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Quote:
“If anyone says that the received and approved rites of the Catholic Church, accustomed to be used in the administration of the sacraments, may be despised or omitted by the ministers without sin and at their pleasure, or may be changed by any pastor of the churches to other new ones, let him be anathema”. The anathema sit clearly demonstrates that it is commanded by divine law to adhere to the received and approved rites of the Church, and prohibited by divine law to institute new rites which are different from the “received and approved” ones as the Church has judged. Since it is an issue of divine law, the canon applies to the pope as well, further reinforced by the term “quiscumque”, which permits no exceptions.


What is the definition of “divine law” here, and how does that relate to anathema?


Quote:
the Tridentine Mass


There is no such thing as a “Tridentine Mass.”


Quote:
forbade substantial changes


If the addition of St. Joseph to the canon was licit for you, then what is the limit? Where does the so-called “accidental” change stop and the “substantial change” begin?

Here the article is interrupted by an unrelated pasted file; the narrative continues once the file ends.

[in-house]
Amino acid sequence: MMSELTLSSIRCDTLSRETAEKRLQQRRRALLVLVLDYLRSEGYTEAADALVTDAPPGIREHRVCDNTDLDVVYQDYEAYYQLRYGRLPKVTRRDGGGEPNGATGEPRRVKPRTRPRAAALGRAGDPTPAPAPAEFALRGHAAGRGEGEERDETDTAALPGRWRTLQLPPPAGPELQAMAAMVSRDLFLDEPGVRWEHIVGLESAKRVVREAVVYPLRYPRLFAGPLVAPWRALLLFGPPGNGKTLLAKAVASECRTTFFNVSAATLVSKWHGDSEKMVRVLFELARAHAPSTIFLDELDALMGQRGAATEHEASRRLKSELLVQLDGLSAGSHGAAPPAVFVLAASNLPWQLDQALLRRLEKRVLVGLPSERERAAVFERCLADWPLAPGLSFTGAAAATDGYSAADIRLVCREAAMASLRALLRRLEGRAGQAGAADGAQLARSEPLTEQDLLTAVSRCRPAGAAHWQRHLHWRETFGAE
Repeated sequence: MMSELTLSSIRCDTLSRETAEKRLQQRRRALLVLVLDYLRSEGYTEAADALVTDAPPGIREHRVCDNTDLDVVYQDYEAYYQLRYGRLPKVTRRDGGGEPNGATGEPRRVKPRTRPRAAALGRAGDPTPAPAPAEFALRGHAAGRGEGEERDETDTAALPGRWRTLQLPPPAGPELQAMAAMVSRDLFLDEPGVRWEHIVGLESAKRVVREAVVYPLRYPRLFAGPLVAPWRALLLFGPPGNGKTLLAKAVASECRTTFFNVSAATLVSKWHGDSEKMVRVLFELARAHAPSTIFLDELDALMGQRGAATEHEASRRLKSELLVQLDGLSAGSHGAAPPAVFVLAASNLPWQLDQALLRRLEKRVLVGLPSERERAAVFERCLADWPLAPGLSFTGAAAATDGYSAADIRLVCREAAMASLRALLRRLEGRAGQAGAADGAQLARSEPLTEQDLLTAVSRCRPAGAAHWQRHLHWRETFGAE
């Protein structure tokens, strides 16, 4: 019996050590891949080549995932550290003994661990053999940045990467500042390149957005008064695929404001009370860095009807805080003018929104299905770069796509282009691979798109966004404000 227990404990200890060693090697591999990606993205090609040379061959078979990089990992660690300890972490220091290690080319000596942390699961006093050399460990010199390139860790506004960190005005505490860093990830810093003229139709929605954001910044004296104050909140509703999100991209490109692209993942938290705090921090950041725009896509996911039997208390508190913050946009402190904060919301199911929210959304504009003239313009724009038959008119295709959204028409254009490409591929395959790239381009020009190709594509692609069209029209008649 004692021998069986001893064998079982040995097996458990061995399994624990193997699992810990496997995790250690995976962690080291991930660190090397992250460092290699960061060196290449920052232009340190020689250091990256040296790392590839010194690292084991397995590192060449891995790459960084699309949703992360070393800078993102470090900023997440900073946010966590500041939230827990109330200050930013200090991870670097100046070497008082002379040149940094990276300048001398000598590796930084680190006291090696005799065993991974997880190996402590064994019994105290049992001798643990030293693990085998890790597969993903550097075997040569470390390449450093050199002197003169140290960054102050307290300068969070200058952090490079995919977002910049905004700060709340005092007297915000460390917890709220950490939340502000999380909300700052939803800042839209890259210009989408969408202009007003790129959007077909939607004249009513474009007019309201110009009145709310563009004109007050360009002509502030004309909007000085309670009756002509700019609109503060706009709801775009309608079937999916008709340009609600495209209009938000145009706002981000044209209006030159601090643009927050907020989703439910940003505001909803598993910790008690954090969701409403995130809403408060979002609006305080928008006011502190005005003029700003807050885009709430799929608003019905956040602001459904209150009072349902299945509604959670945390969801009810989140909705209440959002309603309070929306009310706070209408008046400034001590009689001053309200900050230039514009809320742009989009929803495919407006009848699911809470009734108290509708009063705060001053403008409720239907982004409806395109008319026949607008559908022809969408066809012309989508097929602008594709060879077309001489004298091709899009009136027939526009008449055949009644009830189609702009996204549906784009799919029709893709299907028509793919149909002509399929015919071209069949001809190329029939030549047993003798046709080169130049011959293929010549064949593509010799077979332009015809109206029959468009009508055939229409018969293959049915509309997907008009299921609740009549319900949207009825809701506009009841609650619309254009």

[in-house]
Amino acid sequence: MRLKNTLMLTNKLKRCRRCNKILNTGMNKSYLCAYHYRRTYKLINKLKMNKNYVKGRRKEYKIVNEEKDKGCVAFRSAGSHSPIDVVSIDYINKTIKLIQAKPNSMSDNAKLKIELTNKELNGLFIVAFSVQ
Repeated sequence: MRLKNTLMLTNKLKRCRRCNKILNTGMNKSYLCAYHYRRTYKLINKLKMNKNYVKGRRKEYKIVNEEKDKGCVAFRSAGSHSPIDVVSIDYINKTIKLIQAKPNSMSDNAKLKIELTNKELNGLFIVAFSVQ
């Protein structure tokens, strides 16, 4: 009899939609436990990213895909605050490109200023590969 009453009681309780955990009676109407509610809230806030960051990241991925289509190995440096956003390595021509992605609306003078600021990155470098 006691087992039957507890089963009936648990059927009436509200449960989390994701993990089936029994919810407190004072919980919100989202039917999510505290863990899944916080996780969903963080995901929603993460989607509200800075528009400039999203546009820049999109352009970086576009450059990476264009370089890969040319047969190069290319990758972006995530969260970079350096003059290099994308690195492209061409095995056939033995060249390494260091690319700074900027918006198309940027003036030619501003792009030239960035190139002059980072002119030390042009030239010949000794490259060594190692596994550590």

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 Post subject: Re: Validity of the Promulgation of the Novus Ordo Missae
PostPosted: Sat Jun 22, 2019 10:23 pm 
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Spes_nostra wrote:
Jack3 wrote:
When did I deny the antecedent? In the op, you mentioned three conditions in light of canonical tradition. What is your source for that?


You denied the antecedent thinking that by picking apart one of my points, you have refuted the entire argument.

As for canonical tradition, have you never heard of basic logic? A new law cannot be promulgated unless the old one is abrogated. Otherwise, we'd have conflicting laws, not knowing which one is in force. And when there is doubt of law, the old one is not presumed to have been revoked, and the two laws must be harmonized with each other (see canons 20-21).

And the very wording of the Apostolic Constitution prescribes nothing anyway.

I often respond to a part because I do not consider myself knowledgeable about the other parts.

"Basic logic" is not a source for the assertion that a Missal, unless obligatory, is not promulgated.

If you want to use canons 21 et al then you'll first have to make your case that promulgating a Missal is similar to promulgating a canon in the canon law.